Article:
The Treasury

Global Navigation

Personal tools

Treasury
Publication

Guide to Cabinet's Impact Analysis Requirements

10. Obtaining independent Quality Assurance

Independent Quality Assurance is a key part of Cabinet's Impact Analysis Requirements. It helps Ministers determine the confidence they can have in the analysis bearing in mind the decisions they are asked to make.

Regulatory Impact Assessments must be independently assessed as to whether they are appropriately complete, convincing, clear, and concise (see Section 11 Guidance for Quality Assurance assessors). This must take place before the Regulatory Impact Assessment is lodged with the Cabinet paper.

If your Regulatory Impact Assessment is not independently quality assured before it is lodged with the Cabinet paper then it will be subject to the process for proposals with inadequate Impact Analysis (see Section 13 Regulatory proposals with inadequate Impact Analysis).

10.1.  Quality Assurance arrangements

The Regulatory Quality Team will determine whether your agency or Treasury will be responsible for arranging independent Quality Assurance using the process described in section 10 Obtaining independent Quality Assurance. Once this has been decided, there are a range of possible arrangements for carrying out that quality assurance depending on what is most appropriate.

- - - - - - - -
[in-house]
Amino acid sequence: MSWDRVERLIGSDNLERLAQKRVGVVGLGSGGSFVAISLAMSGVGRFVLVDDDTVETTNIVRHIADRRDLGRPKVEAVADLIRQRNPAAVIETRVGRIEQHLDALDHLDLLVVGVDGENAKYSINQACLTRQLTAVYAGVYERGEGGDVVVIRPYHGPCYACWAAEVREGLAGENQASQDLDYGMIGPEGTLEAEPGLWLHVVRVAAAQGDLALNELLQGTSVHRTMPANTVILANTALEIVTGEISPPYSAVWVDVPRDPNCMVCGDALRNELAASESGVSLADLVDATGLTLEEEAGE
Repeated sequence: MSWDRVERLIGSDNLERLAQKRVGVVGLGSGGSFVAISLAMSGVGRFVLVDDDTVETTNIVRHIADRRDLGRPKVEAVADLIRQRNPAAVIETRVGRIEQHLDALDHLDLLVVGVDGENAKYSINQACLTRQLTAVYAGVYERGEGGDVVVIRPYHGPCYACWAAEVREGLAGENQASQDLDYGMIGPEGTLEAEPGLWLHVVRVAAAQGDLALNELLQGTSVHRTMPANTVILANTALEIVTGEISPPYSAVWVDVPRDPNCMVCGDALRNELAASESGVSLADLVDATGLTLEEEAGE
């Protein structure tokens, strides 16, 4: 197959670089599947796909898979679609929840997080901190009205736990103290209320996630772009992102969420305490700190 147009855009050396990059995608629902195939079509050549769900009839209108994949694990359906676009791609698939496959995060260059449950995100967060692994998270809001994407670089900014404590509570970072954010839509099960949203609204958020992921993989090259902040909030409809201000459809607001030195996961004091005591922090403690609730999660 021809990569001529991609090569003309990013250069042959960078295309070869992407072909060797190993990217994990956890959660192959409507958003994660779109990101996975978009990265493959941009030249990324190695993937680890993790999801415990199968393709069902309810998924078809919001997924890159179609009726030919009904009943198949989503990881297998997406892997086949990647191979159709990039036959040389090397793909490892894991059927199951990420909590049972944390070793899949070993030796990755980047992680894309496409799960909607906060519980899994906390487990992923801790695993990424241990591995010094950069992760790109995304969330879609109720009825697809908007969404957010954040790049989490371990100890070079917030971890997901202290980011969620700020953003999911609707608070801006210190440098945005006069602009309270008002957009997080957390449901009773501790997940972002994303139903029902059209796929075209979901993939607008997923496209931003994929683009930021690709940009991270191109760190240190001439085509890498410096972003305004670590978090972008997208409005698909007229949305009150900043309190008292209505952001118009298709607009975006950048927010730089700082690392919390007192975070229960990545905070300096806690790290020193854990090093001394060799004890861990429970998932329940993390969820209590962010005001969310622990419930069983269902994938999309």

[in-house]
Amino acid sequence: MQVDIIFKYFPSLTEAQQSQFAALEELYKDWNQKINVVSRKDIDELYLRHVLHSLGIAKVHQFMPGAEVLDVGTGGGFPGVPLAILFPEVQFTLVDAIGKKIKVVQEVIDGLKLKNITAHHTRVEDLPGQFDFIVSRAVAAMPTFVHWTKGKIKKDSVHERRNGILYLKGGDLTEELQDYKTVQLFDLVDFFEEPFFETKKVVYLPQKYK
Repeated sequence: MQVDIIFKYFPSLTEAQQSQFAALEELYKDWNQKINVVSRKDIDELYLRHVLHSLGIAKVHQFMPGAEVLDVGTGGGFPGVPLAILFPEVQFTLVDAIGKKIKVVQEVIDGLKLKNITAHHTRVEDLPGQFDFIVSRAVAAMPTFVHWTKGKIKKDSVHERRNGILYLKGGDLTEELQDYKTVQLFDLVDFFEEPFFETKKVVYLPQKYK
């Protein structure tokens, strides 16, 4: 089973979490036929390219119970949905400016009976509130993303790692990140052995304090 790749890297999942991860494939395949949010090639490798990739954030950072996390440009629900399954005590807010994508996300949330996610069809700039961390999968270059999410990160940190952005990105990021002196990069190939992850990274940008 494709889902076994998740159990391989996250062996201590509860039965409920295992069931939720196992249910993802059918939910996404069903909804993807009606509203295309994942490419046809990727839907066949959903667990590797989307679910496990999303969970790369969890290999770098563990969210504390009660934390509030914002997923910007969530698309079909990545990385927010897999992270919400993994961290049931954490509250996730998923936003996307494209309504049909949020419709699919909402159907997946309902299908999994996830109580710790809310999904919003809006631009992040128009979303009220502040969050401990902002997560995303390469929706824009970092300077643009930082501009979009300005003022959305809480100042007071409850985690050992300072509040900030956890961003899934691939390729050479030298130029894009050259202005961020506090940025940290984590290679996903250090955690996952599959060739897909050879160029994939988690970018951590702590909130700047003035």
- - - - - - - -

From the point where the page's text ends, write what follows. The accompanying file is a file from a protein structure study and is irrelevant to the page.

Quality Assurance may be done by:

  • the Regulatory Quality Team
  • internal Quality Assurance panels within agencies
  • panels made up of people from several agencies
  • an individual assigned as the Quality Assurance specialist, who may be inside or outside of the agency (especially in the case of smaller agencies).

A permanent internal panel may not be possible for all agencies. Another option is to identify a pool of experienced people who can be drawn on, on an ad hoc basis. This pool could include people from other agencies (not just internally sourced). The Regulatory Quality Team can help to facilitate this.

Outsourcing independent Quality Assurance such as from a private sector consultant or subject matter expert (eg, academic) may be appropriate for some large or complex pieces of work, or for small agencies where conflicts of interest are difficult to avoid. In these circumstances, it is important that the assessors are familiar with Cabinet's Impact Analysis Requirements and with the Quality Assurance criteria (see Section 11.4 What Quality Assurance involves).

The extent, nature and timing of Quality Assurance assessors' involvement in the Impact Analysis process and in consideration of draft documentation, is likely to vary.

10.2.  Independent Quality Assurance

An assessment of the overall quality of the Regulatory Impact Assessment is made by independent assessors on whether it is complete, convincing, consulted, and clear and concise. The same Quality Assurance criteria are used regardless of the template used for the Regulatory Impact Assessment or who independently assessed it.